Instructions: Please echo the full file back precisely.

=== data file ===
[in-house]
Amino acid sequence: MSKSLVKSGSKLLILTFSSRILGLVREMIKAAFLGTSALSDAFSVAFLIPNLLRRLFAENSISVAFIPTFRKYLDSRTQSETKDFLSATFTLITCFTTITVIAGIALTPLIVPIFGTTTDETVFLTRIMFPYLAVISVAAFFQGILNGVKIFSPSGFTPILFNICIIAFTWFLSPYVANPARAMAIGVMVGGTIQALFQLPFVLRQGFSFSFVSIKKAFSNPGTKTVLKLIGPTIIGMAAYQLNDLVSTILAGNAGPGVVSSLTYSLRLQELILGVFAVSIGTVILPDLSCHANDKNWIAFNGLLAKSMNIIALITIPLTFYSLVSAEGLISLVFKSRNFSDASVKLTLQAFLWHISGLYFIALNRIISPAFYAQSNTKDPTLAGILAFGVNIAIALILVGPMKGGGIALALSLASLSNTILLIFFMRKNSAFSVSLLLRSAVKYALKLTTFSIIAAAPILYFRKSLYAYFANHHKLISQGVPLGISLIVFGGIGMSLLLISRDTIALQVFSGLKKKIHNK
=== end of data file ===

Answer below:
[in-house]
Amino acid sequence: MSKSLVKSGSKLLILTFSSRILGLVREMIKAAFLGTSALSDAFSVAFLIPNLLRRLFAENSISVAFIPTFRKYLDSRTQSETKDFLSATFTLITCFTTITVIAGIALTPLIVPIFGTTTDETVFLTRIMFPYLAVISVAAFFQGILNGVKIFSPSGFTPILFNICIIAFTWFLSPYVANPARAMAIGVMVGGTIQALFQLPFVLRQGFSFSFVSIKKAFSNPGTKTVLKLIGPTIIGMAAYQLNDLVSTILAGNAGPGVVSSLTYSLRLQELILGVFAVSIGTVILPDLSCHANDKNWIAFNGLLAKSMNIIALITIPLTFYSLVSAEGLISLVFKSRNFSDASVKLTLQAFLWHISGLYFIALNRIISPAFYAQSNTKDPTLAGILAFGVNIAIALILVGPMKGGGIALALSLASLSNTILLIFFMRKNSAFSVSLLLRSAVKYALKLTTFSIIAAAPILYFRKSLYAYFANHHKLISQGVPLGISLIVFGGIGMSLLLISRDTIALQVFSGLKKKIHNK